The most important questions to ask about disability insurance
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Christopher Burke, president and CEO of AGIA, shared with AOA Focus the questions doctors of optometry should be asking.
What is disability insurance and how does it work?
Disability insurance replaces a portion of the eligible person’s income when that insured person is unable to work due to a covered accident or sickness. Benefits start after a specified time called a waiting period. During this waiting period, the insured must be disabled due to a sickness or accident, as defined in their insurance policy. As long as the insured remains disabled, benefits can continue until age 65 or the insured’s Social Security normal retirement age.
Why should all doctors of optometry consider disability insurance?
Doctors should consider disability insurance as the chances of becoming disabled before retirement are just over 1 in 4 for today’s 20-year-olds. Accidents are not usually the culprit. Back injuries, cancer, heart disease and other illnesses cause most long-term absences, according to the Council for Disability Awareness.
Social Security provides some disability benefits, but the benefits may be low in comparison to a doctor’s income and require that the doctor be severely disabled. Disability insurance is sometimes made available in larger practice groups, but the benefits are not individually tailored to each doctor’s needs.
How should doctors determine how much disability insurance they need?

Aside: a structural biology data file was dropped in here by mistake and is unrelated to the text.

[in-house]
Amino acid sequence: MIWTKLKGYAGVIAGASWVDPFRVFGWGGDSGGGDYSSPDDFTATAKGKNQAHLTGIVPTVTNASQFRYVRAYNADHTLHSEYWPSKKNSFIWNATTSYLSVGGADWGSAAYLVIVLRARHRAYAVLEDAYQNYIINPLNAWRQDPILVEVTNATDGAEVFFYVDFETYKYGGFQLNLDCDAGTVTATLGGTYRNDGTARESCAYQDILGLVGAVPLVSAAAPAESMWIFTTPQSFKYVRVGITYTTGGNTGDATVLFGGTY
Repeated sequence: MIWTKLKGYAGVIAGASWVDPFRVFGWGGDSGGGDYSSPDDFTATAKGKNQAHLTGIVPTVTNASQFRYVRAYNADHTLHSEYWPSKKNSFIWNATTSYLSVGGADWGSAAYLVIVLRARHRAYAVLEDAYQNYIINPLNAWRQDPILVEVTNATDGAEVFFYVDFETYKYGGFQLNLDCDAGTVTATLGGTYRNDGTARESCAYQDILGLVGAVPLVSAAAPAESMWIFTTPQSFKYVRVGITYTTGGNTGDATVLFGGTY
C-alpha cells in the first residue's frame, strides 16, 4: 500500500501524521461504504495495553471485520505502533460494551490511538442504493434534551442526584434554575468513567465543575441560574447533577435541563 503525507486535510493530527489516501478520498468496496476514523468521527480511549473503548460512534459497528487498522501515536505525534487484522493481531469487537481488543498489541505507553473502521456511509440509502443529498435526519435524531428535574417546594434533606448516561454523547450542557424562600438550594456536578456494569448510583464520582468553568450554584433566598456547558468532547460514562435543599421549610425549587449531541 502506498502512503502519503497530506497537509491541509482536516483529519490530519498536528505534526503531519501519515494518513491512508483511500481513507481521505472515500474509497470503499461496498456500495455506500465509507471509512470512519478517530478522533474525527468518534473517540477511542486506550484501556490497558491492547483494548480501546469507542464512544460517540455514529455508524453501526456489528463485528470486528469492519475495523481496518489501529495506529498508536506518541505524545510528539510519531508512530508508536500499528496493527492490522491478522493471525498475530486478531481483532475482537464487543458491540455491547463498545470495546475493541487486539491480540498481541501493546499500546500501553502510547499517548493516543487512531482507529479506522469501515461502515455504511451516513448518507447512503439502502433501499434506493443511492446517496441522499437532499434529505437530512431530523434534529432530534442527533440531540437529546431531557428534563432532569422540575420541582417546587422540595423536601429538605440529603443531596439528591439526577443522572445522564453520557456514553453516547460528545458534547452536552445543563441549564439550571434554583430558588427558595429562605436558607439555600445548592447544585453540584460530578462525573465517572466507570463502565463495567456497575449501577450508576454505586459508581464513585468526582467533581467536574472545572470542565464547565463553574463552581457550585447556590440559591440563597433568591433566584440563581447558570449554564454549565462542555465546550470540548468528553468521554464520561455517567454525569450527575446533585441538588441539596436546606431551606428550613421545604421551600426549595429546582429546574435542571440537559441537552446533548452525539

Doctors should consider that most financial professionals recommend that professionals replace at least 60-67% of their gross pre-disability income. The portion of a disability benefit paid for by a doctor with after-tax income is not considered taxable income when received as a disability income.
What types of coverages are available, and what are the pros and cons of each kind?
There are many different benefits available, providing a doctor with ample opportunity to tailor coverage to their unique needs and budget. A doctor can choose how much benefit they want to receive, up to a certain percent of their salary depending on the coverage, when it starts and how long the benefits continue.
There are state benefits available, which may be for limited amounts and periods of time, such as those available in New York and California. There also are Social Security and employer-provided benefits that can provide disability coverage. However, these coverages by their nature possibly have the minimum level of benefits and may not have the ability to address the specific needs of doctors.
Why is it critical that doctors have the “own occupation” benefit with their disability insurance policy?
A disability insurance policy with an “own occupation” definition of disability essentially means that if a doctor is unable to practice due to a covered sickness or an accident, then they will be eligible to receive a disability benefit. In a policy that does not include an “own occupation” definition of disability, a doctor may not qualify for disability benefits if they are capable of working in another field for which they are adequately trained or educated.
What are waiting periods, and how can they affect rates?
Waiting periods are the time that a doctor must be disabled before benefits start. The minimum waiting period can be 30 days for long-term benefits but could be up to one year. Most doctors select a waiting period between 90-120 days. The longer the waiting period, the lower the cost of the coverage.
What’s the most important question a doctor should ask their disability insurance broker?
The most important question to ask is: Under what circumstances will the insurance company consider me disabled and pay a benefit? The next series of questions to ask are about the broker’s experience in dealing with doctors and what level of support they can provide if there is a claim. Finally, a broker should be asked why they are recommending a particular insurance policy.
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